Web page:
Dr Shane O’Hanlon is a consultant geriatrician and Honorary Secretary of the BGS. He holds a law degree and has a special interest in medicolegal matters. He tweets @drohanlon
Most doctors spend their career hoping never to see the inside of a courtroom! While geriatricians are probably among the most rarely sued specialists, we can still have quite frequent involvement with the law – the Coroner’s Court is a good example. There is also an increasing amount of medicolegal work related to dementia, deprivation of liberty safeguards and mental capacity. In this environment there has been a gap in the market for a book that focuses specifically on our needs, but retired geriatrician Dr Geoffrey Phillips is at hand with help.
“The Geriatrician in Court” is a handbook of “how to do it” based upon his thirty years of experience in preparing medico-legal reports and attending court to give expert evidence. The book covers all the main topics over the course of 226 pages. It begins with an outline of the legal system, criminal versus civil law, negligence and burden of proof. Important areas such as mental capacity, testamentary capacity, abuse, medical error and resuscitation all feature. He devotes a chapter to the (sadly) increasingly common area of gross negligence manslaughter – where doctors can be prosecuted by the state and be imprisoned for their mistakes.
The most refreshing angle here is that Phillips takes us through many cases in great detail, which gives an insight into the medicolegal preparation work needed before appearing as a witness. His reports are reproduced with all aspects of the case discussed and this offers really useful examples of how to approach presentation of pertinent information. His thought process is clearly laid out and he comes across as being very sensible – a good role model for anyone hoping to enter this area! Lots of basic medical information is set out in an easily comprehensible manner, which helps the reader to know which level to pitch their reports at “for the benefit of the court”.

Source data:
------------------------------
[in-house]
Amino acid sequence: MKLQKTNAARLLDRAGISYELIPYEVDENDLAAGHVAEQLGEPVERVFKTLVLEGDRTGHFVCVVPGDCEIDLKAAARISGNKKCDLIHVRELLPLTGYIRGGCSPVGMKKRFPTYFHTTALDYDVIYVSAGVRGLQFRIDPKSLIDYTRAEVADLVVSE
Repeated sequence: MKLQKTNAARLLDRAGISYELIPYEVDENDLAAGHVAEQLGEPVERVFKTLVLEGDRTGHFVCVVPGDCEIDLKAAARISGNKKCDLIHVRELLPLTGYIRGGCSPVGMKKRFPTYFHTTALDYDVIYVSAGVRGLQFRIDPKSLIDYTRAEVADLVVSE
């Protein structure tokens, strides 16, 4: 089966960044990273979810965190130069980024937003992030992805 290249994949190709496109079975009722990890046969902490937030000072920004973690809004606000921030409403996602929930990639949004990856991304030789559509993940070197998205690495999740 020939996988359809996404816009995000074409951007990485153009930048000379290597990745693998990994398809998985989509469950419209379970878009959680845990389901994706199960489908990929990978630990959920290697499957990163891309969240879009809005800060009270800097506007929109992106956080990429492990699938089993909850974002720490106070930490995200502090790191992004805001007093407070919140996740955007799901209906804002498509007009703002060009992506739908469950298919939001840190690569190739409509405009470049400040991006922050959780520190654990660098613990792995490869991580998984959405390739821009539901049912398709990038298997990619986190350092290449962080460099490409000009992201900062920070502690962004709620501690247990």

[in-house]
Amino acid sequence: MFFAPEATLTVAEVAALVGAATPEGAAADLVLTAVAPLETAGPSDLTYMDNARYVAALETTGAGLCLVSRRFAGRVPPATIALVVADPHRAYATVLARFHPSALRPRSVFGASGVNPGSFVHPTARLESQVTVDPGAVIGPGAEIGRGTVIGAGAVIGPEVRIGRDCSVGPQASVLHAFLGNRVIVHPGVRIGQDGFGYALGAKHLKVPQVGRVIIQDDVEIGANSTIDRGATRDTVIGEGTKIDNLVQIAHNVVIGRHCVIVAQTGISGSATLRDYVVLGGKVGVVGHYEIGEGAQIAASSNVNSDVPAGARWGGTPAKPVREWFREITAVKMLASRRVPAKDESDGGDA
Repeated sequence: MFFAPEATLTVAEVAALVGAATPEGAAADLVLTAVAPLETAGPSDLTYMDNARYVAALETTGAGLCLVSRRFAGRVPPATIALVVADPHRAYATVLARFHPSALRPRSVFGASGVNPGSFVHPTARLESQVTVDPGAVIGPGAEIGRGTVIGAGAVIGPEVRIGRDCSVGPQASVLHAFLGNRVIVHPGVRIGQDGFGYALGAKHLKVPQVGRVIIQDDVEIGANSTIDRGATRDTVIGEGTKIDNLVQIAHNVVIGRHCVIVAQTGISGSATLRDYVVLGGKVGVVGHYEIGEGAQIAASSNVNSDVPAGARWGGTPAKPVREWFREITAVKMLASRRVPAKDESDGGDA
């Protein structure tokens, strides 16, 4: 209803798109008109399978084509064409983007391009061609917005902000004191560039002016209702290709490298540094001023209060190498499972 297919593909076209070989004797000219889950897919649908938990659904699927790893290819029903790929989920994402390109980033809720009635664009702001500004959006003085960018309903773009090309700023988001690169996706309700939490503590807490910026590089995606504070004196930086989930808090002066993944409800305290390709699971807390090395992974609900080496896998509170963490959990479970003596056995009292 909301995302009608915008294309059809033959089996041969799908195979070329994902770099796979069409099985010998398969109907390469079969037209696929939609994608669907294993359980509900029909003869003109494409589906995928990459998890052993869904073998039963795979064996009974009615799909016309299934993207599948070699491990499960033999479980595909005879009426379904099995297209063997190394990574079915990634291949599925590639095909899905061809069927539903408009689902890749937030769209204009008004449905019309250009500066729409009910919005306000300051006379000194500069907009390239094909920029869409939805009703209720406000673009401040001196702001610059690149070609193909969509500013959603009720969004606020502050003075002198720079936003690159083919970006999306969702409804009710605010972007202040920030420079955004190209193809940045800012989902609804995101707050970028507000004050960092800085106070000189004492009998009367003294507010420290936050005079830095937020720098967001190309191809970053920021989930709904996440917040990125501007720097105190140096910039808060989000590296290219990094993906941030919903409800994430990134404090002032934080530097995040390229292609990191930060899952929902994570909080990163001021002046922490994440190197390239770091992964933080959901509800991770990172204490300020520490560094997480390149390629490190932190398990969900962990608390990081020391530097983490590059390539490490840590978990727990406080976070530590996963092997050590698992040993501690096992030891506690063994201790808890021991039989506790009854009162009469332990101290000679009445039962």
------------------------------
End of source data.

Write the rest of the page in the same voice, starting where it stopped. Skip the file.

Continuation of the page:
Some of the cases cover familiar ground: pressure ulcers and the complexities of tube feeding. Others involve more challenging topics such as the man with dementia who killed his wife. For those with an interest in darker subject matter, Phillips also offers suggestions on other sources that are probably a fascinating read such as the book titled “Insulin Murders”…
It’s also fascinating to hear about his interactions with the legal profession and the police force. In some cases investigation and prosecution was stopped by medical evidence, such as when death from dehydration in a frail patient with advancing dementia was erroneously seen as abuse on the part of staff. He also notes the sad truth that behind the scenes in some cases there is a relative in denial of human mortality; possibly resulting in inappropriately prolonged legal proceedings.
Although the book and the law it considers relate to cases in England & Wales, it will be helpful to physicians involved in medicolegal work in many countries. He gives detailed requirements for those who wish to take on expert review and provides guidance on the content of reports that need to be produced. General Medical Council investigations are also covered. One of the most useful sections is when the actual process of being an expert in court is explained, including how and when you will give evidence, as well as details of interactions with the judge, lawyers and other expert witnesses.
Overall I really enjoyed reading Phillips’ observations – the book flows like a memoir and there are really useful nuggets to be found. This has the advantage of making it more accessible than textbooks, though it is less formally structured as a result. I imagine that interested geriatricians will read it from start to finish rather than dipping in as they might with a reference book. For anyone considering medicolegal work it will prove to be extremely valuable.